and forty-five minutes south by car from Bintan Resorts on the northern part of Bintan. Get around Central Tanjung Pinang, including the old part of town which is built on stilts, is small enough for you to move around on foot. If you want to move further out, such as to Bintan Mall, Bestari Mall, Bintan Center, Trikora beach, open air "Akau" restaurant, Buddhist " Kelenteng Senggarang" temple taxis are the easiest way for foreigners. Buses exist but are seldom easy to understand as stops are rarely marked, drivers do not speak English, and there is no information available for them on paper. By Taxi Only take taxis from the main road. 'City Taxis' charge $.3 if you request to leave the urban area. The taxis are affordable once you have successfully bargained. Fix your price firmly before boarding the taxi to avoid any problems. A 40km trip to Trikora Beach should cost $.5.00 By Motorcycle Taxi (Ojek) There are also the thousands of motorcycle taxis called ''ojek'' waiting to ferry you around, although consider this more of an "adventure" way to travel and is not necessarily safe. By minibus Minibuses known as ''Angkutan Kota'' operate on fixed routes, they carry six to eight passengers and charges per person vary with the distance is another useful way to roam around. The fare is fixed at Rp. 3000 within the city. To stop at your destination, just shout "'pinggir' or 'kiri'" pak. By Boat Regular boats to Penyengat Island cost Rp5,000 person, starts from small alley at Jalan Pos. But you have to wait a while to have the boat full. You can hire own boats for a much more expensive cost. From Jalan Pelantar I you can go to Senggarang, cost about Rp5,000(1-way)per person for a small boat. You may need to wait for a while to have the boat full or you can hire own boats but need to bargain beforehand. From Jalan Pelantar II you can go to Kampung Bugis. See By land Tanjung Pinang today is a sprawling Indonesian town, with mosquitoes and rats running under stilt houses on the coast at low tide and anonymous concrete blocks marching up the hills. However, the area around Jl. Pelantar II still retains the town's Chinese heritage, with densely packed shophouses hawking all manner of goods. * '''500 Luohan Temple'''. Buddhist temple that contains a fantastic sculpture park. The star attractions are the 500 ''arhats'' (Eng: "perfected ones"; Mandarin: "luohan"). All of them have different poses and expressions. The temple is 10 minutes drive from Tanjung Pinang. * There is also a newly built Buddhist temple which house the largest sitting Guan Yin (Goddess of mercy) in South-East Asia. Locate approx. 10 miles from Tg. Pinang downtown. * The old ruler's palace and royal tombs, among them the grave of the respected Sultan Haji, who also was creater and author of the first Malay Language grammar book, are among the legacies left by the Riau sultanate. * The cultural center for stage performances of Malay music and dances is located in Tanjungpinang. The center organizes regular festivals and other performances such as music and dance. thumb Raja Haji Fisabillah Monument (File:Raja Haji Fisabilillah Monument .jpg) * '''Raja Haji Fisabillah Monument''', downtown Tanjung Pinang. 28m tall and raised in memory of the national hero Raja Haji who died during the herotic battle of Malacca against the Dutch in 1784. He was a famous Malayan king and had his castle on the island Penyengant right outside Tanjung Pinang. Unfortunately the very statue of Raja Haji had been removed by local government due to safety issue - It had been partially worn out. So you can only see the base of the monument now. * '''Kelong''', 'Kelong' is a stilt house the fisherman built for breeding or trapping of fish, some are built mainly for commercial use but, there are a few that offer stays on the 'Kelong'. Most of them are built away from the bustling town thus, it's a perfect getaway if you're looking for some peace and quiet. Cost is around S$20.00 per room for 2 per night, meals can be arrange with the operator as some provide fresh catch from the sea. Also fishing trip in the open sea can also be arrange with the operator. It's good way to explore and learn how the local do their fishing the 'Kelong' way. By water thumb Boat race in Tanjung Pinang (File:Boat race in Tanjung Pinang.jpg) Take a walk down to the docks and find yourself a little boat to take you for a round trip around the harbour (10 Singapore Dollars or less). Tanjung Pinang is built into the water and being on the water is the best way to see it. For a longer trip, rent a guide - who will arrange a boat or boats - at one of the piers (i.e., at the end of Jn Pelantar 1 or 2), and go and see Penyengat, Senggarang and Sungai Ular Temple in one go. Price is up to negotiation, may be around 30-40 SGD for two persons. Watch out to get only ''one'' person showing you around, and make it crystal clear in the beginning that price is all-inclusive. * '''Penyengat Island'''. Places to visit include the Masjid Raya - the old vice-royal mosque, which locals claim is made "from egg" (the mortar, that is, not the whole building). There are also a few more mosques and graveyards to see, some of which include royalties. * '''Senggarang Temples''' is a temple complex including Chinese and Hinduist worshipping places. This includes a 40-armed statue and several animal deities. From there, you can walk to a stilt house village, where there is also a temple that a tree has grown into. There are boats going from Tanjung Pinang piers to Senggarang frequently, haggle for price. * '''Sungai Ular Buddhist Temple''', or Snake River Temple, is a little way up the so-called snake river (for its windings). The best (and probably only) way to get there is by boat. Go there for some gory murals depicting the Chinese version of hell. Do '''Fishing''' Many Singaporeans often use Tanjung Pinang as a departure point for fishing trips. The vessels used are usually made of wood and are rarely equipped with GPS or any modern equipment. Yet they are often booked solid six months ahead. *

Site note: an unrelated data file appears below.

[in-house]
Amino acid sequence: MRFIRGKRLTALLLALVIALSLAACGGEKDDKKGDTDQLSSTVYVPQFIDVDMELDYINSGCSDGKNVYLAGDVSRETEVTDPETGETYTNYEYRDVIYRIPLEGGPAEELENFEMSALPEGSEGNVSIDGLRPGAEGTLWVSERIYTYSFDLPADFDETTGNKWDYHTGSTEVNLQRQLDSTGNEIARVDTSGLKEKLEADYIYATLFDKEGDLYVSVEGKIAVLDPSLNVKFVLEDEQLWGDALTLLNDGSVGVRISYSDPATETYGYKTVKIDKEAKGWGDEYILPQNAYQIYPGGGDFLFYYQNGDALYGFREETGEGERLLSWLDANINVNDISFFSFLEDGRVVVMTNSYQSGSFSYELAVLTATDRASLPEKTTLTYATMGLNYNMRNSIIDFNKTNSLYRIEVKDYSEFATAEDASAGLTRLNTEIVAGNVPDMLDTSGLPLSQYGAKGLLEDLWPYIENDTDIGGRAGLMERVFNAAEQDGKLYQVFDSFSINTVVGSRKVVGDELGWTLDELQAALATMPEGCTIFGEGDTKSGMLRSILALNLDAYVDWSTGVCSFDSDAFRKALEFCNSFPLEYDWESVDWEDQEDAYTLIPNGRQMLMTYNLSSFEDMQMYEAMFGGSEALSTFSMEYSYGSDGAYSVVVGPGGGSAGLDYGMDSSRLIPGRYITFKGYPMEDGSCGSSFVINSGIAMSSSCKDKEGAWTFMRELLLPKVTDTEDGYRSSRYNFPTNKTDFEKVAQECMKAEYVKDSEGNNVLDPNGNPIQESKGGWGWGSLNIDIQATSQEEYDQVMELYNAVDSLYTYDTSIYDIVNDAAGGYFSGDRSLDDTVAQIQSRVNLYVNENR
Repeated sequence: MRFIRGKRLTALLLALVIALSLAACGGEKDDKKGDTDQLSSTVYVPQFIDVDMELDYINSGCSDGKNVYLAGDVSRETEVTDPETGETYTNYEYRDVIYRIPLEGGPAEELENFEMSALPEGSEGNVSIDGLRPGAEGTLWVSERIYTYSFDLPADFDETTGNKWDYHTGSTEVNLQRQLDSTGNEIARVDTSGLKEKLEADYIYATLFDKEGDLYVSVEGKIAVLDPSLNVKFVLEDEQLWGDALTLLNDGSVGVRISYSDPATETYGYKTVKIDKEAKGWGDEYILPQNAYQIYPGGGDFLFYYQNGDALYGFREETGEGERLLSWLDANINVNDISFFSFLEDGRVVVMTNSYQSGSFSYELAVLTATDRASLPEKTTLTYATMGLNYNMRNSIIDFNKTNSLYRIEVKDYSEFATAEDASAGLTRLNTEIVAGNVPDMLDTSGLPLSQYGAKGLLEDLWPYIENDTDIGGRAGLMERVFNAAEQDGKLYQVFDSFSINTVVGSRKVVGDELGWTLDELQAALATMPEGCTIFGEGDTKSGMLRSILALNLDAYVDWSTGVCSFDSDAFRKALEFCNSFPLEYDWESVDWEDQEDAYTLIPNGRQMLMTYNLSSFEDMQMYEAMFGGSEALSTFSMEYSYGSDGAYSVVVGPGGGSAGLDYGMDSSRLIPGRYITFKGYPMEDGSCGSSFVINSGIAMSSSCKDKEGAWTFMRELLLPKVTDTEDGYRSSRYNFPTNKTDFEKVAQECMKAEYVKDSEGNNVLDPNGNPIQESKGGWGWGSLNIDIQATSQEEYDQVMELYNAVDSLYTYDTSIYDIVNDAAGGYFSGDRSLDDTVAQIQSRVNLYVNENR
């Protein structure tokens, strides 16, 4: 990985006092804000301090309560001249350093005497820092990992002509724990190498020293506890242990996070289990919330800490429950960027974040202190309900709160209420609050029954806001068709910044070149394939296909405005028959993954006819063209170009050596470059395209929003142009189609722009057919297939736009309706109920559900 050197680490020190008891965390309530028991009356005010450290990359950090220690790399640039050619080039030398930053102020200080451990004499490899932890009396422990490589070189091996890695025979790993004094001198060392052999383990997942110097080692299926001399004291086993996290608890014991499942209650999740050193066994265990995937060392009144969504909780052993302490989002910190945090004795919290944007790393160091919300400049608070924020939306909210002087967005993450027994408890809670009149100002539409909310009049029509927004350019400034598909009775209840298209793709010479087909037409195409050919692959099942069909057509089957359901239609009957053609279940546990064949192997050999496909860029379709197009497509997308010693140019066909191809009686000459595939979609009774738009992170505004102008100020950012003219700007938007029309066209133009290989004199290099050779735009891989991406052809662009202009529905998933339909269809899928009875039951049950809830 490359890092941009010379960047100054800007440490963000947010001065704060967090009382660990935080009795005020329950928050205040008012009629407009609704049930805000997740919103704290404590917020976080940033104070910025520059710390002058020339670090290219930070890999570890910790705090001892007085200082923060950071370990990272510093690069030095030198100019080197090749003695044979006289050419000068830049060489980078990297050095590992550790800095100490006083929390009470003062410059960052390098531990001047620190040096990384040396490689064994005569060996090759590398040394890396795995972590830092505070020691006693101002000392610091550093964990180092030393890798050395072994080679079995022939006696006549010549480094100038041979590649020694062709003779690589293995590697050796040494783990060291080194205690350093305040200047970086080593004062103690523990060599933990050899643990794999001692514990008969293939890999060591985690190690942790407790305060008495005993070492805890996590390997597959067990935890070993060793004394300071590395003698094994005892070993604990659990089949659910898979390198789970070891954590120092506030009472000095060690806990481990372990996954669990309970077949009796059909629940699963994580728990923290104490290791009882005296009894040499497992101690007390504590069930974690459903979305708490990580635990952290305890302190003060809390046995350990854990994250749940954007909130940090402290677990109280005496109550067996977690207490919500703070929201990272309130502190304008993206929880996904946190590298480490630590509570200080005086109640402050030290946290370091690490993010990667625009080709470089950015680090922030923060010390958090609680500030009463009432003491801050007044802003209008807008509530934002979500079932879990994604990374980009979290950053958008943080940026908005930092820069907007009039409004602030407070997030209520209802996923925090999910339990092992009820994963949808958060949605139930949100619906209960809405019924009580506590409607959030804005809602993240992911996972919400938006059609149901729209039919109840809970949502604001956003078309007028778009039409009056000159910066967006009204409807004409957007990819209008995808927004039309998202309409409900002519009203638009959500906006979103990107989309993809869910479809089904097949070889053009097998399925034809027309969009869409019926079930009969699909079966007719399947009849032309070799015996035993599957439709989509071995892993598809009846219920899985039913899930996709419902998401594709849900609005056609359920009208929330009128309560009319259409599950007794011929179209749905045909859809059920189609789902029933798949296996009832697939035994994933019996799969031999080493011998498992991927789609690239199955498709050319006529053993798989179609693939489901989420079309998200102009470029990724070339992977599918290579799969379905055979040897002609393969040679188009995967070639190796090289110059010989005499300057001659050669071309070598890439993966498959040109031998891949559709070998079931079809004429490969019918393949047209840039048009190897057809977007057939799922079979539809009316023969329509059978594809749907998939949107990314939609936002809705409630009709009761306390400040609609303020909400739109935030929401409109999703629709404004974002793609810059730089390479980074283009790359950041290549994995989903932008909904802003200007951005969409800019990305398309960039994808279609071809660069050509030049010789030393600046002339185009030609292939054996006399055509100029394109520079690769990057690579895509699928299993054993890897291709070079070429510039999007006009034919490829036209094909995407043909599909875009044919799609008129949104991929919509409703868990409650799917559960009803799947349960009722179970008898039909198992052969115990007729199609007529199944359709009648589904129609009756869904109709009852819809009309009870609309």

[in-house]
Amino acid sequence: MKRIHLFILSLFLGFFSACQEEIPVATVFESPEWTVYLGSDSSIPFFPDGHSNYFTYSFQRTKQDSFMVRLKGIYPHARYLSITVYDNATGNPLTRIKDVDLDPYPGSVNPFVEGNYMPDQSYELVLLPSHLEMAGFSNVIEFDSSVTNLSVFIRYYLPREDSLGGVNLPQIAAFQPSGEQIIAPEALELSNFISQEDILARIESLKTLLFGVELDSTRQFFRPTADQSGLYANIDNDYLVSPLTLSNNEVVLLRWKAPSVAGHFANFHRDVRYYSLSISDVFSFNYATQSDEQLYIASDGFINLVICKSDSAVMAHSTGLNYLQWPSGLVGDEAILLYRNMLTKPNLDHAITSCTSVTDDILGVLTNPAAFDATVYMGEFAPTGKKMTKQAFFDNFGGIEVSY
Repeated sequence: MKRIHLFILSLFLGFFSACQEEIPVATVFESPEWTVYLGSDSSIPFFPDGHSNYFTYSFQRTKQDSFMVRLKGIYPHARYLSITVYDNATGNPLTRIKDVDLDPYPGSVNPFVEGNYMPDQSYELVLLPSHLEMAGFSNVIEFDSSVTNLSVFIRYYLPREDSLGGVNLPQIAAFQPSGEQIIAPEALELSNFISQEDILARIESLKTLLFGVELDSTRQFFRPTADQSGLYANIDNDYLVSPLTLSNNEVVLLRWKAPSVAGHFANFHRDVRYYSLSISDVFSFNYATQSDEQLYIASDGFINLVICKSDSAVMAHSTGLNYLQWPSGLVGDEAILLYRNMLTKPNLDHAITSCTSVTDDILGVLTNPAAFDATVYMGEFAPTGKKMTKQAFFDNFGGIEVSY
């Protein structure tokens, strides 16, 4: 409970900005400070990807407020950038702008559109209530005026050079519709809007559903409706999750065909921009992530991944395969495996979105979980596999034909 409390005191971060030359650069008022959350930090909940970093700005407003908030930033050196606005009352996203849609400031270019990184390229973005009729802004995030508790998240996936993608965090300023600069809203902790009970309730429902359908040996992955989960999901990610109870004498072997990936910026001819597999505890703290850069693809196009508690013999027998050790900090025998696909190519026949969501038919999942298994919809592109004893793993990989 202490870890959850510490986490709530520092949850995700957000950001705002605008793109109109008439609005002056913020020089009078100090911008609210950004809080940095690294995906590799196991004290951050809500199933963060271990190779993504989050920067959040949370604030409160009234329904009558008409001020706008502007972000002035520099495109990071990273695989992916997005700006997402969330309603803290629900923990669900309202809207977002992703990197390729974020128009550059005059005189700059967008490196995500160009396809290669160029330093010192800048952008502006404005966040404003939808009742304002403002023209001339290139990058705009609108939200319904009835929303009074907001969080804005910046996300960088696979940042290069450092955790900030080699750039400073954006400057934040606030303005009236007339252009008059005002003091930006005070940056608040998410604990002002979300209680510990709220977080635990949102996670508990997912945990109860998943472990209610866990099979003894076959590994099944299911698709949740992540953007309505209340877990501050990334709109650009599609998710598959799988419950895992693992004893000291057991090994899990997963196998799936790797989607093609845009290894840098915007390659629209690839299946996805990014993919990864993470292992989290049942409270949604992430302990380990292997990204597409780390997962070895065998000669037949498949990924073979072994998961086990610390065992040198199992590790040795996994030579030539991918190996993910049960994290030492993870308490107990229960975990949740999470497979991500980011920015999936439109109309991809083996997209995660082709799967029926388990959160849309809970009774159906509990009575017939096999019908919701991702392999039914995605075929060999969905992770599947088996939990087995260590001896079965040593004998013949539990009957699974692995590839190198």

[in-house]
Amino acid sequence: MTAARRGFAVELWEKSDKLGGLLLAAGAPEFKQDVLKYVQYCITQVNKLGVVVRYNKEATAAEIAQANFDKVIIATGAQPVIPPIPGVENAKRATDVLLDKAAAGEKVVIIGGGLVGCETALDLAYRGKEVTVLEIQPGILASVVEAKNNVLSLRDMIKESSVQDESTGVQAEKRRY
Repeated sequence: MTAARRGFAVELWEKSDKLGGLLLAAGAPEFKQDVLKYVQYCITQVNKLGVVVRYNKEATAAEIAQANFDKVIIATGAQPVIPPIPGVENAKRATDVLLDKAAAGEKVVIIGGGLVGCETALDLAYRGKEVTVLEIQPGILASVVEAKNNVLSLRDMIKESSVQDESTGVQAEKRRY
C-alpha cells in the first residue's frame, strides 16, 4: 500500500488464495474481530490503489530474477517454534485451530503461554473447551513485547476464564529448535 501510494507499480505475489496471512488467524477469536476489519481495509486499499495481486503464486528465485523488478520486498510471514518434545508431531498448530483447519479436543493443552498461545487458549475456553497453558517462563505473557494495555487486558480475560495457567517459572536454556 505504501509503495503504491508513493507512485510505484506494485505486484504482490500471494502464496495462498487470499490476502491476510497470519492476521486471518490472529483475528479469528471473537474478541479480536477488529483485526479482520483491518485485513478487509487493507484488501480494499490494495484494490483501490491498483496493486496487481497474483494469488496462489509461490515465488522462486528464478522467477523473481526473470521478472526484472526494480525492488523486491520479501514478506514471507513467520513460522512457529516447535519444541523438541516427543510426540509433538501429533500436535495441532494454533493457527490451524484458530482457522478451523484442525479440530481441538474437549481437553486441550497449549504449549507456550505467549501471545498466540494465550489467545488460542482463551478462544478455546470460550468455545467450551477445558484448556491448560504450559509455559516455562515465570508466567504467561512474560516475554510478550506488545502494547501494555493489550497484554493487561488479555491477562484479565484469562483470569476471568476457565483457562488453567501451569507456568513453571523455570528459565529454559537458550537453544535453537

driving